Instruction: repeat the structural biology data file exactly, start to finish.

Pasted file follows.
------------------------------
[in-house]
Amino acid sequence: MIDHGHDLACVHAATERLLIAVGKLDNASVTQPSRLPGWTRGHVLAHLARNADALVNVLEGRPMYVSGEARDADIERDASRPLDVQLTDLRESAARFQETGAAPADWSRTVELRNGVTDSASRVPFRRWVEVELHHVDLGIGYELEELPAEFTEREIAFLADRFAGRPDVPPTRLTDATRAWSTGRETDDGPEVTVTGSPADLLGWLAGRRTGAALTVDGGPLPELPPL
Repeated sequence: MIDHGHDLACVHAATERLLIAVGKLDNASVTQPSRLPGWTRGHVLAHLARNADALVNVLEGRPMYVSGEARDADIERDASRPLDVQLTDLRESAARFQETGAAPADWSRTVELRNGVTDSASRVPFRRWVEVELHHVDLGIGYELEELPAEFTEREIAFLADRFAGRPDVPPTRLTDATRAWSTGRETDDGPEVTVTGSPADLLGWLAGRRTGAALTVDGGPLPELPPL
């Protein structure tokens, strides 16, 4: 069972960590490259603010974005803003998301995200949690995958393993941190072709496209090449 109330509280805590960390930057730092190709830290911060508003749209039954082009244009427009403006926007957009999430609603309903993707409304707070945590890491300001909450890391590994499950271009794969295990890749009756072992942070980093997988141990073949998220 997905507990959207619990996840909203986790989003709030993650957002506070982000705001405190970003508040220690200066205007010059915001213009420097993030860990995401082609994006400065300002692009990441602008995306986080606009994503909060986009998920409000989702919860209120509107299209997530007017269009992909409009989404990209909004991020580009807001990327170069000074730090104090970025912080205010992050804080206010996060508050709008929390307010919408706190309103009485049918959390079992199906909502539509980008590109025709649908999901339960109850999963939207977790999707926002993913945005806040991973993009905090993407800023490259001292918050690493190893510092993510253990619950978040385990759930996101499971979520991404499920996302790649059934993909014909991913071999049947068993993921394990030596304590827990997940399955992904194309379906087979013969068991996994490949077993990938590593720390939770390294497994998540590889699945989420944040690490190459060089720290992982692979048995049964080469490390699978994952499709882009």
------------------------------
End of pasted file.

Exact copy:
[in-house]
Amino acid sequence: MIDHGHDLACVHAATERLLIAVGKLDNASVTQPSRLPGWTRGHVLAHLARNADALVNVLEGRPMYVSGEARDADIERDASRPLDVQLTDLRESAARFQETGAAPADWSRTVELRNGVTDSASRVPFRRWVEVELHHVDLGIGYELEELPAEFTEREIAFLADRFAGRPDVPPTRLTDATRAWSTGRETDDGPEVTVTGSPADLLGWLAGRRTGAALTVDGGPLPELPPL
Repeated sequence: MIDHGHDLACVHAATERLLIAVGKLDNASVTQPSRLPGWTRGHVLAHLARNADALVNVLEGRPMYVSGEARDADIERDASRPLDVQLTDLRESAARFQETGAAPADWSRTVELRNGVTDSASRVPFRRWVEVELHHVDLGIGYELEELPAEFTEREIAFLADRFAGRPDVPPTRLTDATRAWSTGRETDDGPEVTVTGSPADLLGWLAGRRTGAALTVDGGPLPELPPL
């Protein structure tokens, strides 16, 4: 069972960590490259603010974005803003998301995200949690995958393993941190072709496209090449 109330509280805590960390930057730092190709830290911060508003749209039954082009244009427009403006926007957009999430609603309903993707409304707070945590890491300001909450890391590994499950271009794969295990890749009756072992942070980093997988141990073949998220 997905507990959207619990996840909203986790989003709030993650957002506070982000705001405190970003508040220690200066205007010059915001213009420097993030860990995401082609994006400065300002692009990441602008995306986080606009994503909060986009998920409000989702919860209120509107299209997530007017269009992909409009989404990209909004991020580009807001990327170069000074730090104090970025912080205010992050804080206010996060508050709008929390307010919408706190309103009485049918959390079992199906909502539509980008590109025709649908999901339960109850999963939207977790999707926002993913945005806040991973993009905090993407800023490259001292918050690493190893510092993510253990619950978040385990759930996101499971979520991404499920996302790649059934993909014909991913071999049947068993993921394990030596304590827990997940399955992904194309379906087979013969068991996994490949077993990938590593720390939770390294497994998540590889699945989420944040690490190459060089720290992982692979048995049964080469490390699978994952499709882009």